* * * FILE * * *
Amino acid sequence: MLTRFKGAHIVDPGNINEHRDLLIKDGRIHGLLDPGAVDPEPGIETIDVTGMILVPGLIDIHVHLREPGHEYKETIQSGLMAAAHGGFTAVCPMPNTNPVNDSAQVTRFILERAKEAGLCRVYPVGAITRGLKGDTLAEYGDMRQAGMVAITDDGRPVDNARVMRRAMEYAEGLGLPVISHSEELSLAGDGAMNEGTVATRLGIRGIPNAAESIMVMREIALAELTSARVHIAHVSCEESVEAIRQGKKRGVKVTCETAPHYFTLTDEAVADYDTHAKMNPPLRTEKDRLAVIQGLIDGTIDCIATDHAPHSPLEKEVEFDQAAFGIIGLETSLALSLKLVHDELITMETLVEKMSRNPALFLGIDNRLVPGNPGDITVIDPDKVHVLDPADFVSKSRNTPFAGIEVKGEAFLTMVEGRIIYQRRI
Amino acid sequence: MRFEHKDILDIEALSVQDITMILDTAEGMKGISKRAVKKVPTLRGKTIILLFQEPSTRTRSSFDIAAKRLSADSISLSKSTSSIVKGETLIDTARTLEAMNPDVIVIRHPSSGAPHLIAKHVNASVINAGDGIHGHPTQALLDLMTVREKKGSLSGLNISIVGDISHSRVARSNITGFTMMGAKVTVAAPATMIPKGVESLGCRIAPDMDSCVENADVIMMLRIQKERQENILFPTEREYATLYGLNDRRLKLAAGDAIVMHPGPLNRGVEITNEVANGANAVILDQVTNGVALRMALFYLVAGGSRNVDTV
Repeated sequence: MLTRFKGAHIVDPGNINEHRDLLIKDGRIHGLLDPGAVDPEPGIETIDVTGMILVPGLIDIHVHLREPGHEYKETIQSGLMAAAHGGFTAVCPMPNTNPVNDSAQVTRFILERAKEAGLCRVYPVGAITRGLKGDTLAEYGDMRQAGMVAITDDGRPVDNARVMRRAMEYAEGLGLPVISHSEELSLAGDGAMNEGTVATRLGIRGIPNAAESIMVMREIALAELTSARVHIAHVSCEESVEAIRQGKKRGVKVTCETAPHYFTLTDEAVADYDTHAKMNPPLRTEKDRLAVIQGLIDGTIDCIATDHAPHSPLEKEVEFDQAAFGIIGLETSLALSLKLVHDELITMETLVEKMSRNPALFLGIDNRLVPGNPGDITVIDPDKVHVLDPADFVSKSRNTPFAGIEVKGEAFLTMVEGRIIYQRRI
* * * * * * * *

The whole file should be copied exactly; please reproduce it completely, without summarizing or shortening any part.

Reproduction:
Amino acid sequence: MLTRFKGAHIVDPGNINEHRDLLIKDGRIHGLLDPGAVDPEPGIETIDVTGMILVPGLIDIHVHLREPGHEYKETIQSGLMAAAHGGFTAVCPMPNTNPVNDSAQVTRFILERAKEAGLCRVYPVGAITRGLKGDTLAEYGDMRQAGMVAITDDGRPVDNARVMRRAMEYAEGLGLPVISHSEELSLAGDGAMNEGTVATRLGIRGIPNAAESIMVMREIALAELTSARVHIAHVSCEESVEAIRQGKKRGVKVTCETAPHYFTLTDEAVADYDTHAKMNPPLRTEKDRLAVIQGLIDGTIDCIATDHAPHSPLEKEVEFDQAAFGIIGLETSLALSLKLVHDELITMETLVEKMSRNPALFLGIDNRLVPGNPGDITVIDPDKVHVLDPADFVSKSRNTPFAGIEVKGEAFLTMVEGRIIYQRRI
Amino acid sequence: MRFEHKDILDIEALSVQDITMILDTAEGMKGISKRAVKKVPTLRGKTIILLFQEPSTRTRSSFDIAAKRLSADSISLSKSTSSIVKGETLIDTARTLEAMNPDVIVIRHPSSGAPHLIAKHVNASVINAGDGIHGHPTQALLDLMTVREKKGSLSGLNISIVGDISHSRVARSNITGFTMMGAKVTVAAPATMIPKGVESLGCRIAPDMDSCVENADVIMMLRIQKERQENILFPTEREYATLYGLNDRRLKLAAGDAIVMHPGPLNRGVEITNEVANGANAVILDQVTNGVALRMALFYLVAGGSRNVDTV
Repeated sequence: MLTRFKGAHIVDPGNINEHRDLLIKDGRIHGLLDPGAVDPEPGIETIDVTGMILVPGLIDIHVHLREPGHEYKETIQSGLMAAAHGGFTAVCPMPNTNPVNDSAQVTRFILERAKEAGLCRVYPVGAITRGLKGDTLAEYGDMRQAGMVAITDDGRPVDNARVMRRAMEYAEGLGLPVISHSEELSLAGDGAMNEGTVATRLGIRGIPNAAESIMVMREIALAELTSARVHIAHVSCEESVEAIRQGKKRGVKVTCETAPHYFTLTDEAVADYDTHAKMNPPLRTEKDRLAVIQGLIDGTIDCIATDHAPHSPLEKEVEFDQAAFGIIGLETSLALSLKLVHDELITMETLVEKMSRNPALFLGIDNRLVPGNPGDITVIDPDKVHVLDPADFVSKSRNTPFAGIEVKGEAFLTMVEGRIIYQRRI